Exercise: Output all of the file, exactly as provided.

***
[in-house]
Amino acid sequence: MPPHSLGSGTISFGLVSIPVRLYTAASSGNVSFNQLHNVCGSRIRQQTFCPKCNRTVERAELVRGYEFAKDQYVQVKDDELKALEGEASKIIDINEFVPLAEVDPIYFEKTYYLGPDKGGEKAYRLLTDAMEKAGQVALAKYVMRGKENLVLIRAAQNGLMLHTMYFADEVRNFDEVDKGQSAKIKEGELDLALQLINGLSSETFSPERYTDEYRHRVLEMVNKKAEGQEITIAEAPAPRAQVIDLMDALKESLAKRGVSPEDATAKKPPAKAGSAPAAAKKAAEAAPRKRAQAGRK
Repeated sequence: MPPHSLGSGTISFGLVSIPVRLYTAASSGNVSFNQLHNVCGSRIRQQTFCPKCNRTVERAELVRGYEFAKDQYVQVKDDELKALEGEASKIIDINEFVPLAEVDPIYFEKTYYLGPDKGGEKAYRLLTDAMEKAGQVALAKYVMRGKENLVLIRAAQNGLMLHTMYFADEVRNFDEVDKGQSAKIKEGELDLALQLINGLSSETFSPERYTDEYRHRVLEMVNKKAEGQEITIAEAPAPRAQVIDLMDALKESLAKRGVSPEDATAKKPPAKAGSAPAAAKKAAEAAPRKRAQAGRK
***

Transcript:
[in-house]
Amino acid sequence: MPPHSLGSGTISFGLVSIPVRLYTAASSGNVSFNQLHNVCGSRIRQQTFCPKCNRTVERAELVRGYEFAKDQYVQVKDDELKALEGEASKIIDINEFVPLAEVDPIYFEKTYYLGPDKGGEKAYRLLTDAMEKAGQVALAKYVMRGKENLVLIRAAQNGLMLHTMYFADEVRNFDEVDKGQSAKIKEGELDLALQLINGLSSETFSPERYTDEYRHRVLEMVNKKAEGQEITIAEAPAPRAQVIDLMDALKESLAKRGVSPEDATAKKPPAKAGSAPAAAKKAAEAAPRKRAQAGRK
Repeated sequence: MPPHSLGSGTISFGLVSIPVRLYTAASSGNVSFNQLHNVCGSRIRQQTFCPKCNRTVERAELVRGYEFAKDQYVQVKDDELKALEGEASKIIDINEFVPLAEVDPIYFEKTYYLGPDKGGEKAYRLLTDAMEKAGQVALAKYVMRGKENLVLIRAAQNGLMLHTMYFADEVRNFDEVDKGQSAKIKEGELDLALQLINGLSSETFSPERYTDEYRHRVLEMVNKKAEGQEITIAEAPAPRAQVIDLMDALKESLAKRGVSPEDATAKKPPAKAGSAPAAAKKAAEAAPRKRAQAGRK